Freud continues his discussion by trying to figure out why the mind substitutes and censors dream content. Since the mind is capable of censorship and substitution, Freud concludes that there is a latent meaning and purpose behind a dream (137). The mind tries to protect itself by using a self-defense mechanisms like censorship and substitution. Therefore, manifested content does not provide the full picture. A dream is a puzzle of a narrative because it conceals the “genuine thing” we are looking for (137). In his description of their composition he states, “the dream actually tells us as the manifest dream-content, and the concealed material, which we hope to reach by pursuing the ideas that occur to the dreamer, as the latent dream-thoughts” (147). Dreams are composed of manifest thoughts and latent thoughts. Manifest thoughts are socially available systems of meaning, but our latent thoughts are our personal desires. Latent thoughts are forced into the unconscious because they are classified as inappropriate or shameful according to social norms. Freud is interested in tracing manifested thoughts to uncover latent thoughts in the unconscious. In dreams, latent thoughts are distorted, symbolized, or substituted because of the internal conflict between unconscious and conscious. Freud emphasizes the importance of latent thoughts because they can govern our agency. Overall psychoanalysts, like Freud, are determined in translating dreams to understand the mental process behind censorship, symbolization, and substitution.


While dreams are a good starting place for studying the unconscious and the conscious as they appear in everyone, patients with neuroses allow for a more dramatic example of latent sources causing great changes in the person. Neuroses are caused by a contradiction between the ego and the libido that cannot be resolved unless the contradiction resides in the same plane of the mind. This contradiction creates excess stimulation that the mind associated with unpleasure (443).  Since these stimuli reside in the inaccessible unconscious layer, the latent thought cannot manifest in a way that is immediately clear to the patient.  In order to manifest, the thoughts must change shape.  These thoughts were not allowed by the patient to exist and be recognized as lust or guilt; instead they were manifested as symptoms.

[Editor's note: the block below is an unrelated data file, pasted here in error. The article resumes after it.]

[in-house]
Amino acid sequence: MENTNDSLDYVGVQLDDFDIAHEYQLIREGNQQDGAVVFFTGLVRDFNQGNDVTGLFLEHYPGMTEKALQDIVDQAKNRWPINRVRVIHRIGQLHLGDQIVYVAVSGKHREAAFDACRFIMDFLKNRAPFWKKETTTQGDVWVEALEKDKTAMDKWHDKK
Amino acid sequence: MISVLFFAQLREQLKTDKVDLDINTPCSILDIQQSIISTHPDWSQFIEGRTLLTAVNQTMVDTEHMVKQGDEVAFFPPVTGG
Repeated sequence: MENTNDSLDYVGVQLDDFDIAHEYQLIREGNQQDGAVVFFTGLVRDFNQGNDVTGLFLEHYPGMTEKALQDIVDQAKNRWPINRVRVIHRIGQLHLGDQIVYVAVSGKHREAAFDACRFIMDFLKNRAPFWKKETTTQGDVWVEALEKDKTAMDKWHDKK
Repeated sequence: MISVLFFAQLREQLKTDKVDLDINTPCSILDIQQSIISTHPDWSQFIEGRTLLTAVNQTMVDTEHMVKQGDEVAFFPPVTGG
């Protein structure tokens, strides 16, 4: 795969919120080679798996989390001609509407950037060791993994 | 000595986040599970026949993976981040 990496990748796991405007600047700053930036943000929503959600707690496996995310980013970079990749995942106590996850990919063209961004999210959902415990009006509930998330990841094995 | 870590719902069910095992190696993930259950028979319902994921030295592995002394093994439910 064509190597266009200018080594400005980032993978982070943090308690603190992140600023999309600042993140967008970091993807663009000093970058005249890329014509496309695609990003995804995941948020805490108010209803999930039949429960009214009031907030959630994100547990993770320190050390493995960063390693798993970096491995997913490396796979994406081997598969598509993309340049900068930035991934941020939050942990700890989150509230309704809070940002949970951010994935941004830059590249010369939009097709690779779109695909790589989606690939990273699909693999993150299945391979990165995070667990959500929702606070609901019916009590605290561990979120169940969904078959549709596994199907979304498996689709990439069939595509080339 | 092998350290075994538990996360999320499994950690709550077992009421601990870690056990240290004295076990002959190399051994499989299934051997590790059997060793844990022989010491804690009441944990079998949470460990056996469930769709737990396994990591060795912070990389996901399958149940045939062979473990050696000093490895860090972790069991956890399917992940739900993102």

The latent thoughts in the mind want to become manifest in anyway they possibly can. They have excess energy that since they cannot be expressed as they are, must change shape.  As an analogy, the latent thoughts are attempting to drive a car, but they’re forced to detour away from the route they want, instead choosing a less direct, winding road.  This alternate road with the help of a map or GPS will still eventually get to the intended destination even if it takes longer.76e79a8d163d5cd975d441de27fcccd2_-clipart-etc-detour-of-detour-sign-clip-art_450-494 The psychoanalyst acts as the GPS to revealing the root truth, the latent thought forced into silence by the patient’s view of what is proper. Freud goes as far as to say that “these symptoms offer the plainest indication of there being a special region of the the mind shut off from the rest.  They lead, by a path that cannot be missed” to the unconscious mind, the place where a person has repressed their latent thoughts (345).